Comparison of methods of microvascular staining and quantification in prostate carcinoma: Relevance to prognosis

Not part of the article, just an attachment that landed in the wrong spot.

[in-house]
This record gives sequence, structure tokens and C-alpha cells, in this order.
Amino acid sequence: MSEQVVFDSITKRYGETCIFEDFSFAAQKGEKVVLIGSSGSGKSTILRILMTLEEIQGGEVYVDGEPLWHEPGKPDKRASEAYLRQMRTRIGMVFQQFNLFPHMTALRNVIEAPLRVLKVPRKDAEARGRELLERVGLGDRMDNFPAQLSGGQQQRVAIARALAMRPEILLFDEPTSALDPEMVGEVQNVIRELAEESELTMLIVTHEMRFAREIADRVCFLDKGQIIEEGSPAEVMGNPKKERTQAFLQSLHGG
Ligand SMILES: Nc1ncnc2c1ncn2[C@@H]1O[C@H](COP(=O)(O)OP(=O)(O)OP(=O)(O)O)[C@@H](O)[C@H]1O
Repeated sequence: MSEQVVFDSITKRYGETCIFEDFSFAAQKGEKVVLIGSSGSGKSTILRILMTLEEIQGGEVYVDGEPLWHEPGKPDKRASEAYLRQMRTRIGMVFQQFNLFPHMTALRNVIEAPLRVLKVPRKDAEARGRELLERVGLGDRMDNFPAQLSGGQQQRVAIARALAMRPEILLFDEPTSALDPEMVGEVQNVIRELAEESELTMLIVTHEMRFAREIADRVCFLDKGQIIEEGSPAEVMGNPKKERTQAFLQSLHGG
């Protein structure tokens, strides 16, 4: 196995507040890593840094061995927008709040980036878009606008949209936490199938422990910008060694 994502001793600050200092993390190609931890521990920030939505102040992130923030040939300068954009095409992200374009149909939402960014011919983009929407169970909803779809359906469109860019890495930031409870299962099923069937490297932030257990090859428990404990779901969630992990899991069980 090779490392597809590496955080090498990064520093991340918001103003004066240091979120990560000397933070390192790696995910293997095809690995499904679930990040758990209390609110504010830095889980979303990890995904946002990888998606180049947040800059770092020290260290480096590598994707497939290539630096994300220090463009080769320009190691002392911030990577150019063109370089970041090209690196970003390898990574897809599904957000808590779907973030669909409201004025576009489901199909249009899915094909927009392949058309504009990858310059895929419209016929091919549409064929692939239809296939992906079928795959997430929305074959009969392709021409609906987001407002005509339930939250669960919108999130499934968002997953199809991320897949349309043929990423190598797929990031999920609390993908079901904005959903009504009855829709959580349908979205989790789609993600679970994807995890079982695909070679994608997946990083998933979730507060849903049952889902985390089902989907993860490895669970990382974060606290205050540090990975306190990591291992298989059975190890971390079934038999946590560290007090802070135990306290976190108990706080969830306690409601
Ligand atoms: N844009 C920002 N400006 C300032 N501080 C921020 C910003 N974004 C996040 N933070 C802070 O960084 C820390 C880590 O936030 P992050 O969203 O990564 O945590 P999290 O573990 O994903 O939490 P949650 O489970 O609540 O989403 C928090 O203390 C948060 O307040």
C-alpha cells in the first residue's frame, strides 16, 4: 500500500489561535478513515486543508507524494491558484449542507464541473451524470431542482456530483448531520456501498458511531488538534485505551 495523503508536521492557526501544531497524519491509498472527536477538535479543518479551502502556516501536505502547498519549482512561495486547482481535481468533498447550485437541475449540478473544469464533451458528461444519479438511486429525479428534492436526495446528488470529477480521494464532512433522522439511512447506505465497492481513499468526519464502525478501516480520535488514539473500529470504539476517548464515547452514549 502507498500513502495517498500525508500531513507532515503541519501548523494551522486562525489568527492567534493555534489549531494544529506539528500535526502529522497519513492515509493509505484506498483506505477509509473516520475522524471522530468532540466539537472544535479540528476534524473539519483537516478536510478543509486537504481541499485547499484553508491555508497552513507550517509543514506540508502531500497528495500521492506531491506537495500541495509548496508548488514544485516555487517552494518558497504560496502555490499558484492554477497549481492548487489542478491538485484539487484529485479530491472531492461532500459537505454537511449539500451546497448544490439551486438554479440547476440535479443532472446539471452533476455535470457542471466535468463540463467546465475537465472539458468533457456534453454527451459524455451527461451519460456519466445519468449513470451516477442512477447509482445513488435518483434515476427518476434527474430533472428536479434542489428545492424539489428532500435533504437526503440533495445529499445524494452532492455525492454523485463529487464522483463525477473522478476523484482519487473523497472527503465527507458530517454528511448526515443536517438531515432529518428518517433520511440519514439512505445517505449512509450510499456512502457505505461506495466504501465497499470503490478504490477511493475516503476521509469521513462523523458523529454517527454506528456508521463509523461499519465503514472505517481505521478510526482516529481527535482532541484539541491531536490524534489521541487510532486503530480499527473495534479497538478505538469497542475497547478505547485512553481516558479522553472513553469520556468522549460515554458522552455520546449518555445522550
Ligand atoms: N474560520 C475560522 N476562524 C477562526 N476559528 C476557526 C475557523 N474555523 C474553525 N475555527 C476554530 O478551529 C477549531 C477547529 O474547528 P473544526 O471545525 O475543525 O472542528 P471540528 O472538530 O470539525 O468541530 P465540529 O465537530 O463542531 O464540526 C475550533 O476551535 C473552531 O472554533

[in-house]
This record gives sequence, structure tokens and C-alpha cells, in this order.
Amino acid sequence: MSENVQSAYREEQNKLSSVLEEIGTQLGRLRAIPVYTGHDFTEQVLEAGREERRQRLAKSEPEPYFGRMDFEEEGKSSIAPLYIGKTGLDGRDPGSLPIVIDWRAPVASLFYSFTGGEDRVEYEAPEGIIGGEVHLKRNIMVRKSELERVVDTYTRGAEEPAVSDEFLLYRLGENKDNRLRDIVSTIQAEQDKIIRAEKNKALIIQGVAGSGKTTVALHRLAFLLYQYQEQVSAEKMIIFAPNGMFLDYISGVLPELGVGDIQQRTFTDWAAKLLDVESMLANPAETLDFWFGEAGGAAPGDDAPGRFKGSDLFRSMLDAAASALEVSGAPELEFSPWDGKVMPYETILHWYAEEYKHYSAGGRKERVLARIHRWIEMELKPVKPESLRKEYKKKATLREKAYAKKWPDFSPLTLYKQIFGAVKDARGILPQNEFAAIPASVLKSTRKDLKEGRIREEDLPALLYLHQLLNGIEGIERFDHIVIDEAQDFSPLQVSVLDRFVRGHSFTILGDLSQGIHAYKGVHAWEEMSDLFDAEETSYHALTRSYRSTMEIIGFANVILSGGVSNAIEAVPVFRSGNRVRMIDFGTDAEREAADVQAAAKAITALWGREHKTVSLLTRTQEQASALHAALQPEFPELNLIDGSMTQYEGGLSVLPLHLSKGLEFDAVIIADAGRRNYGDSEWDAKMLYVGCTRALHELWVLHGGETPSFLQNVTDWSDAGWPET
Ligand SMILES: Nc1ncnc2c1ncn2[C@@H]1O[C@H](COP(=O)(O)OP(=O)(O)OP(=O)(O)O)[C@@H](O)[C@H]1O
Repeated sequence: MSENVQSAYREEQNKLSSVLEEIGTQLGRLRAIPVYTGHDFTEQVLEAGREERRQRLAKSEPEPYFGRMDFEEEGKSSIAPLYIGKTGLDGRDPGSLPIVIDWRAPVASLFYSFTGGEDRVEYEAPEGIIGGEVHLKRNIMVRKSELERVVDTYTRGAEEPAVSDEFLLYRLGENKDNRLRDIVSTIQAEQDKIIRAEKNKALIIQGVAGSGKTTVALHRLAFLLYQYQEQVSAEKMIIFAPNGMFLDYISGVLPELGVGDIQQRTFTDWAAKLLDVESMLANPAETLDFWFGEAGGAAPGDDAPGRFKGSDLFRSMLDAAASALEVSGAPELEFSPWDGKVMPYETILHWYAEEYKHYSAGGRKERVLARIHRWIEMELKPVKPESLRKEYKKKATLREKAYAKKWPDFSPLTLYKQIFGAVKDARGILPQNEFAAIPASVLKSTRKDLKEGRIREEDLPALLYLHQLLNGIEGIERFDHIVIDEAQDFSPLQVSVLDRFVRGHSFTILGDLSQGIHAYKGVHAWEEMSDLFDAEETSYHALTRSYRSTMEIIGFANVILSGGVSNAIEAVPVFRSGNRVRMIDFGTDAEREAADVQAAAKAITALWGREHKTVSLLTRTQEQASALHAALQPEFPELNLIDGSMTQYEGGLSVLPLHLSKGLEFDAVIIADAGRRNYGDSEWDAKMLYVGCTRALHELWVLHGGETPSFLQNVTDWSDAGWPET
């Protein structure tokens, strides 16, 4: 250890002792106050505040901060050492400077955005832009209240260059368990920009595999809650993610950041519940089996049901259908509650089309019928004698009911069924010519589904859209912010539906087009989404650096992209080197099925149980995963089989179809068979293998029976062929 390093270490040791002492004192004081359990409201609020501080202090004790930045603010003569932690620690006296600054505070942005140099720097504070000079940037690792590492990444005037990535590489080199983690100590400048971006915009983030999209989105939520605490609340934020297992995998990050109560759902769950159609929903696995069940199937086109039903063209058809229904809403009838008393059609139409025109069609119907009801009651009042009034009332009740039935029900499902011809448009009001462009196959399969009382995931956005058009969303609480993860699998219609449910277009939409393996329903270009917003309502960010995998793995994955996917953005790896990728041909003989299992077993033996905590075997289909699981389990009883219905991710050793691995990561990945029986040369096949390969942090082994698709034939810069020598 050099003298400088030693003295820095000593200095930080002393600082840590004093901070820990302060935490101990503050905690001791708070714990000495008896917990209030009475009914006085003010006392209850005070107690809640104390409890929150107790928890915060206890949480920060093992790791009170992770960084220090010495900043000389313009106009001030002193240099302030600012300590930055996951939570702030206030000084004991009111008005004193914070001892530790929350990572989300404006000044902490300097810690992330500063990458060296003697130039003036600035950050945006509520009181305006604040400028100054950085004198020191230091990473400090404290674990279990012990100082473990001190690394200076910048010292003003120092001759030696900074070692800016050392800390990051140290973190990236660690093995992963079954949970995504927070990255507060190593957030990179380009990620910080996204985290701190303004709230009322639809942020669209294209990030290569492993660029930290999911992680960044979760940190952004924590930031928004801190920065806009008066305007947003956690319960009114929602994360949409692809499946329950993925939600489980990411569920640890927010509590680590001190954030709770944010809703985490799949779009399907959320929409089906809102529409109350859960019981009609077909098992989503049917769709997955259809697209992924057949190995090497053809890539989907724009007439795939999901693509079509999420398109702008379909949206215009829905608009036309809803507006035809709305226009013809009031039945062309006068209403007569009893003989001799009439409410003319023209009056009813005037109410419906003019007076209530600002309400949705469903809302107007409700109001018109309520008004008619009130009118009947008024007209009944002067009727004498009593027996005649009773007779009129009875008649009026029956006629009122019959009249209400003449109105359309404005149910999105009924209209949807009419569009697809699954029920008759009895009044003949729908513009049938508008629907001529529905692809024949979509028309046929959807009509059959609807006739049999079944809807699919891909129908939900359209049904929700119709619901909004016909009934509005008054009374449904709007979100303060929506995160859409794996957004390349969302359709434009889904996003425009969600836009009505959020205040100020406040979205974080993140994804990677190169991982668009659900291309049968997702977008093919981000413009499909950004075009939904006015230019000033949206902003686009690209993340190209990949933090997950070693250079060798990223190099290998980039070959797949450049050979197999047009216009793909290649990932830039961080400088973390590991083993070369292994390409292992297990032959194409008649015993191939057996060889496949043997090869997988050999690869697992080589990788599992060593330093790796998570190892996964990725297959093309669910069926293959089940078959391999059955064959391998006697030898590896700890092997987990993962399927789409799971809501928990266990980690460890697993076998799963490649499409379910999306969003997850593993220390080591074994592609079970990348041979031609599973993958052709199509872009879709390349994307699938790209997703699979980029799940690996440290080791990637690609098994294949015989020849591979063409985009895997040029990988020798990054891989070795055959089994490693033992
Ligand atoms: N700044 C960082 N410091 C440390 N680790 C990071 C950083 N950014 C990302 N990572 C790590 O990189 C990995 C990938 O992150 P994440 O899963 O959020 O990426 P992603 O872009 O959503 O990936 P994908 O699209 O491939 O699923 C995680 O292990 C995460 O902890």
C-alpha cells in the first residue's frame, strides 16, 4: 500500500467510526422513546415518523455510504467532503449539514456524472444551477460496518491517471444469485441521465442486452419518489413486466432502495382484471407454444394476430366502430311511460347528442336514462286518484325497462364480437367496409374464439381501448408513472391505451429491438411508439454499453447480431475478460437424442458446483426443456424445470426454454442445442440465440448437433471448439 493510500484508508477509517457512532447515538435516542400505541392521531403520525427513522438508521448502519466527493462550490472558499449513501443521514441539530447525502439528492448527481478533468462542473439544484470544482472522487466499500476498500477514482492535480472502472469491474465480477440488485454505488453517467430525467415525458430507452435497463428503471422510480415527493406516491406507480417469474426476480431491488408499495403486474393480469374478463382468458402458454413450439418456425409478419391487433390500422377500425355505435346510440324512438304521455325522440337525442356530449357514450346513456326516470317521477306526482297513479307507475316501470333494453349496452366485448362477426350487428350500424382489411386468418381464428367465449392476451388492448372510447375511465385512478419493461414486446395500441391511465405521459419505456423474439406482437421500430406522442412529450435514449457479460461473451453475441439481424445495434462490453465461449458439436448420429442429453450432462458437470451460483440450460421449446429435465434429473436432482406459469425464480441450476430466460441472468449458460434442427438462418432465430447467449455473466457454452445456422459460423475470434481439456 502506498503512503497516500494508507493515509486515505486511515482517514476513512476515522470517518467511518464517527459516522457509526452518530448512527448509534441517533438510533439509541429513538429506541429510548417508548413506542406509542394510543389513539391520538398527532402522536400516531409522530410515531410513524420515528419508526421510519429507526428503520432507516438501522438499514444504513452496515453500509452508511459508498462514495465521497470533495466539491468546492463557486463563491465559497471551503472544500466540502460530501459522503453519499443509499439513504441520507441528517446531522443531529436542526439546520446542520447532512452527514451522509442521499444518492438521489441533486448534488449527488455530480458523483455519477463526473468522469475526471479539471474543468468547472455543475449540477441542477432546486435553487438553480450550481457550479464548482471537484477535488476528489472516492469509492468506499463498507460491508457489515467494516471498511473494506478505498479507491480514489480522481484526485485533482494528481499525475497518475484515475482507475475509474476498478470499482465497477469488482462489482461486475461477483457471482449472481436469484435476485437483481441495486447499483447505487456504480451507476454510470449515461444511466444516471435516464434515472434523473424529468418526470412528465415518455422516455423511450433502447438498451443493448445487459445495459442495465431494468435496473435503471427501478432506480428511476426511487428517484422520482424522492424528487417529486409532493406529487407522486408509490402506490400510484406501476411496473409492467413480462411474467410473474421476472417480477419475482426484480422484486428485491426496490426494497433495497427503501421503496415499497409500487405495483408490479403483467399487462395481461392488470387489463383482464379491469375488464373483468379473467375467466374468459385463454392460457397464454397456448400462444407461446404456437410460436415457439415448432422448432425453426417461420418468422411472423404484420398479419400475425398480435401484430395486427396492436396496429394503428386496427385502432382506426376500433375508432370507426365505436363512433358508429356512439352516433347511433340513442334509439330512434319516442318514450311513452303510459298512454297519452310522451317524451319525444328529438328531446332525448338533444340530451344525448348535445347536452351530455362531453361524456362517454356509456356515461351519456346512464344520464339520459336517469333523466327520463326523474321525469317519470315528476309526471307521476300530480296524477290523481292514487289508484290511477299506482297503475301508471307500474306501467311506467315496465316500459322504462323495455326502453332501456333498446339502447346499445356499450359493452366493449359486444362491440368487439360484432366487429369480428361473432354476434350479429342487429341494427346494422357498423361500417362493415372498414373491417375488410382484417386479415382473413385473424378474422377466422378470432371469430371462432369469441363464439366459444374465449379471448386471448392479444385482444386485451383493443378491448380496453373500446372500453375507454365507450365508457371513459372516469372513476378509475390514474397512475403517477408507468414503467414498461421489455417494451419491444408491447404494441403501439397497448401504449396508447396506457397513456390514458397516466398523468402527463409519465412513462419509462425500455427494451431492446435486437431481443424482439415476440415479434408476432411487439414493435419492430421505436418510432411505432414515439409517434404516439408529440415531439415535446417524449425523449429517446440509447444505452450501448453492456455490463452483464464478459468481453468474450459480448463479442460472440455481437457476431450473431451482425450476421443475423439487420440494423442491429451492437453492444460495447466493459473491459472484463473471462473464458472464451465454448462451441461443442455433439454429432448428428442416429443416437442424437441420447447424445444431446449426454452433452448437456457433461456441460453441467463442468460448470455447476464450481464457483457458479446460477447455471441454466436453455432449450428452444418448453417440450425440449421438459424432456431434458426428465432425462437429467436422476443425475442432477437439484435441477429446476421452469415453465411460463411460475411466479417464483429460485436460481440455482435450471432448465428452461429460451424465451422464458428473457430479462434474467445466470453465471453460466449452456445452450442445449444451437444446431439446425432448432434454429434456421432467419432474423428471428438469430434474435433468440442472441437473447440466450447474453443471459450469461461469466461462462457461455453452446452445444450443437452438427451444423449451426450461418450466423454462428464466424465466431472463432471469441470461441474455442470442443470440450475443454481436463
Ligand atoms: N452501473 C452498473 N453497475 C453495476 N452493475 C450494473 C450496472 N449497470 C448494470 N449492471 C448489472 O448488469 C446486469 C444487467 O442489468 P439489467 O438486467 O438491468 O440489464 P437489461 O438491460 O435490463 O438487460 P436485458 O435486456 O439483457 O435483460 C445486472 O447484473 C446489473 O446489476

High microvascular density in prostate carcinomas may indicate poor prognosis. Our aim was to compare two different anti-endothelial antibodies and two different ways of evaluating microvascular scores in hot spots (microvessel density (MVD) and Chalkley counts). Adjacent serial sections of formalin-fixed, paraffin-embedded tumor specimens from TURPs on 51 consecutive patients with prostate carcinoma were immunostained for CD34 and von Willebrand Factor (vWF). Estimates of microvascular density were based on projecting a 10×10 grid or a Chalkley grid onto a vascular hot spot of the invasive prostate carcinoma. Anti-CD34 antibodies stained microvessels in all 51 tumors, whereas anti-vWF antibodies in 6 tumors resulted in intense background staining causing omission of these. Anti-CD34 antibodies highlighted significantly more microvessels than anti-vWF antibodies, and the anti-CD34 vascular scores with either of the counting methods were significantly correlated, which was not the case with vWF. Both grids used on anti-CD34-stained sections resulted in vascular scores that could separate the tumors into prognostic groups. This was not possible using the Chalkley grid on vWF-stained tumors. In conclusion, anti-CD34 antibodies are sensitive endothelial markers in prostate carcinoma, and the investigated counting methods are compatible. Moreover, high vascular scores seem to carry a poor prognosis.
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